Binge watching TV series has become the norm since Internet TV/streaming services arrived on the scene. As soon as new shows pop up, it’s hard to not immediately add them to your library/queue while planning a day to watch an entire series. Squid Game, released by Netflix on September 17, 2021, has become the latest topic of conversation, “OMG, have you seen Squid Game?”
Almost instantly it became one of Netflix’s most popular shows with more than 111 million viewers, surpassing 2020’s Bridgerton as the network’s most-watched series to date. The South Korean survival drama depicting cash-strapped contestants competing in deadly tasks inspired by playground games, is rated TV-MA.
Families, friends, neighbors and co-workers are talking about it, kids are viewing it without parents knowing or begging their parents or older siblings to watch it, and the reality is – some of the violent themed games depicted in the series have spilled over onto school playgrounds worldwide as children mimic some of what they have seen on the show. To be clear, the playground games seen on the show are not the traditional versions that children have played for generations, but rather violent versions in which the losers from each game are tortured and face death.
Common Sense reviewed Squid Game and highlights some things families should know about the series and includes some suggestions for conversations that parents can have to help their children process and contextualize the show’s themes.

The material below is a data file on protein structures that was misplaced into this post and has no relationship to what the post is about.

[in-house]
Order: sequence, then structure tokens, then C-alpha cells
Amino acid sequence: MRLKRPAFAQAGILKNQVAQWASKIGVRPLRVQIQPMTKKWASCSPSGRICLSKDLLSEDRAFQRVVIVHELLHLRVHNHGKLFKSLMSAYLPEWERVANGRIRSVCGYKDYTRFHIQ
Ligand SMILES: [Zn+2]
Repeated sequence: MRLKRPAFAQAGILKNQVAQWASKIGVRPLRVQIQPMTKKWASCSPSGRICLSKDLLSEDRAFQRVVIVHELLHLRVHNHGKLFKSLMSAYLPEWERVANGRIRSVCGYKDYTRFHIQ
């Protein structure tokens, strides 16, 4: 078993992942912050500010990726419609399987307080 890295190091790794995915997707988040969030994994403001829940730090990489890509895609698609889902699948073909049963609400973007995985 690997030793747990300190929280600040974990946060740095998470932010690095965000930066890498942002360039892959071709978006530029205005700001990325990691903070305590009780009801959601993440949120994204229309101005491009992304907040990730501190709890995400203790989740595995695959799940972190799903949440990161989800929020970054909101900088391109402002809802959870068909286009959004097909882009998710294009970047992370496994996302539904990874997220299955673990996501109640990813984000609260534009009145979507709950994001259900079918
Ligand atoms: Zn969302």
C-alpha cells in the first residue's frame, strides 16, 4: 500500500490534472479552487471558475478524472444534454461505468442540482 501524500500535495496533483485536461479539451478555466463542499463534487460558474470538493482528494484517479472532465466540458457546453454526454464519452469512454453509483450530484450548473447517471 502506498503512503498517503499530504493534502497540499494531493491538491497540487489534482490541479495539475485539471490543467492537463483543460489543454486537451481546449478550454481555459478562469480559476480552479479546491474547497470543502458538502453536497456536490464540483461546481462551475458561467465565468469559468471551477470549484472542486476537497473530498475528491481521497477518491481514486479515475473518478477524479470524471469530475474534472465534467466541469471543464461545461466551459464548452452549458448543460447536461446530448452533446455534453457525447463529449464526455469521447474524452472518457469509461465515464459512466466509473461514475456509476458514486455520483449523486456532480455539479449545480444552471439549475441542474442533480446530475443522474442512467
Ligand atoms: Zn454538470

Netflix has easy-to-use parental controls, which will allow you to block specific movie or show titles, change the ratings of the titles your children are offered while watching Netflix, and even remove titles from the menu options.
Setting up parental controls and blocking specific movie/show titles if you choose to, on any streaming service, will make it easier to keep on top of what your children are viewing and to set up limitations on content and usage.
Just like with the TikTok Challenges it’s important to have conversations with your children about what they see and hear online or IRL from friends. Families need to make sure their children/students know that playing violent games like this at school is not OK under any circumstances. Partnerships between schools and families are essential to keeping our students safe at school.
As shows gain instant popularity it can be difficult for families to limit their children’s access to them. However, it is essential that parents/guardians take the time to preview content or seek out reviews on sites like Common Sense Media before allowing their children to participate in the latest craze.